I’m fascinated by the buds on one of my cyclamen.
I’ve had a soft spot for this flower since the evening in my 20s when I was given a small bunch of wild cyclamen. They were carried to me by an old woman with a basket of tiny posies and sent from an ‘across the restaurant’ admirer in Perugia, Italy. We only spoke briefly as he and his friends left the restaurant. It wasn’t the prelude to anything, just a moment of being seen; a rare meeting with someone I never saw again yet a courteous meeting and a potent appreciation.
This particular cyclamen is eager to bloom. So eager that it hasn’t waited for its leaves to form. Instead its buds curl against the naked corm until the right combination of moisture, warmth and light lure them upwards on straight stems. From a spiral of coiled tightness pointing towards the earth, each bloom flings its furl of petals upwards with an abandon I can’t help but relish.
As humans, we can risk letting parts of ourselves expand out of constricted spaces. I have pondered this phenomenon with a friend lately as we both relinquish fetters and taste new aspects of life. The extraordinary power of unfurling is usually achieved after we have let go of some old pain, allowed ourselves to see life freshly, freed our heart from its limitations. One moment we feel tight then miraculously and in a gesture probably started deep within and long before, unfurling begins. New parts of ourselves seem as keen as my cyclamen flowers to reveal themselves to the world.
To explore this phenomenon of unfurling, on Thursday 15, 22 and 29 March from 1-3pm, I will host a series of three ‘word pilgrim‘ sessions around the themes of letting go, transformation and renewal. You can join me for $100 or $85 (concession). Of course there will be the usual mix of creative and collaborative exercises to help us make sense of our lives and bring our spirituality into daily action.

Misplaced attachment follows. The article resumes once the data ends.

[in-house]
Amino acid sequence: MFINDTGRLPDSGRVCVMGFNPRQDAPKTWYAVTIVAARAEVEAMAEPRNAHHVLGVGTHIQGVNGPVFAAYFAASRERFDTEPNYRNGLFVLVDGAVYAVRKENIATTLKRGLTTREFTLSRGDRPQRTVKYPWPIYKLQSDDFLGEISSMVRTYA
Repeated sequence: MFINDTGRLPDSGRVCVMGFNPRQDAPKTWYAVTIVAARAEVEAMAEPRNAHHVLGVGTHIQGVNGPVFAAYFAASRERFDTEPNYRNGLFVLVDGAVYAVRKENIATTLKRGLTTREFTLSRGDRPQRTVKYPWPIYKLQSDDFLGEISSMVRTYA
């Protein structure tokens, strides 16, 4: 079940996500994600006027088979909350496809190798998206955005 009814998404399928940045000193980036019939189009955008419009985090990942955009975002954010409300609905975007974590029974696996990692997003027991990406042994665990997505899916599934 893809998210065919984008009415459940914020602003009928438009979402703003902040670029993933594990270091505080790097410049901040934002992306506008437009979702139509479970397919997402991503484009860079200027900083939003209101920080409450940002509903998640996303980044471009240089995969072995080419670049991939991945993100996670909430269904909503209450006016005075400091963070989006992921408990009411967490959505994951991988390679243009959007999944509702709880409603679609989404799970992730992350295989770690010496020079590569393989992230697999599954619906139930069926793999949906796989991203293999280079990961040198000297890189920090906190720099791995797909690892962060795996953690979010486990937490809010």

Please let me know if you would like to come along.
In my occasional series of ‘word pilgrim’ explorations, a small group gathers to ponder their lives through the power of words. The truthfulness and imaginative simplicity of what emerges in these classes is always a pleasure and touches on the sacred. Continue reading “serendipity”
In recent conversations, the topic of what we long for has come up a lot. There’s a wise mystery about the way our longings may have to rest in some subterranean place for a while until the circumstances in which our longing can be satisfied arise. This arising is a combination of patient seeking and clear connection to this longing along with a helpful dash of prayer or question-asking—which may be the same thing. Continue reading “longing”
Sometimes everything seems to stop. To grow cold, to come off the boil, to go flat—we have lots of ways to describe it. The enthusiasm we had for life, for our work, for a project, a relationship dissipates, and something else calls. Continue reading “welcoming wintry times”
A friend of mine and fellow writer told me she doesn’t like that term. ‘It feels thick, clumsy,’ I think she said.
‘Exactly!’ I thought. ‘That’s right’ When we’re in the grip of soul congestion then our heart feels shrouded and wooden. We can’t feel or we over-feel what is going on. We shift between panic and low moods, excitement and despair. We need a soul decongestant but we usually just give in to a familiar reaction instead. Continue reading “clearing soul congestion”
When we allow ourselves to lift guilt from the deep inner place where it seems to prefer to dwell, we can experience a hint of the relief that allowing ourselves a fresh relationship with its darkness may permit. We may also sense the stagnation that it seems to enforce. Continue reading “guilt”
Today, I avoided an attack of the ‘shoulds’ and followed my own heart on a long wintry walk along the Dandenong Creek which fortuitously involved cheesecake. As there was no one about, I could happily chat to myself about new projects, practice an upcoming talk, as well as delight in harriers and kestrels, scarlet robins and blue wrens, white faced herons and egrets. Continue reading “the tyranny of ‘shoulds’”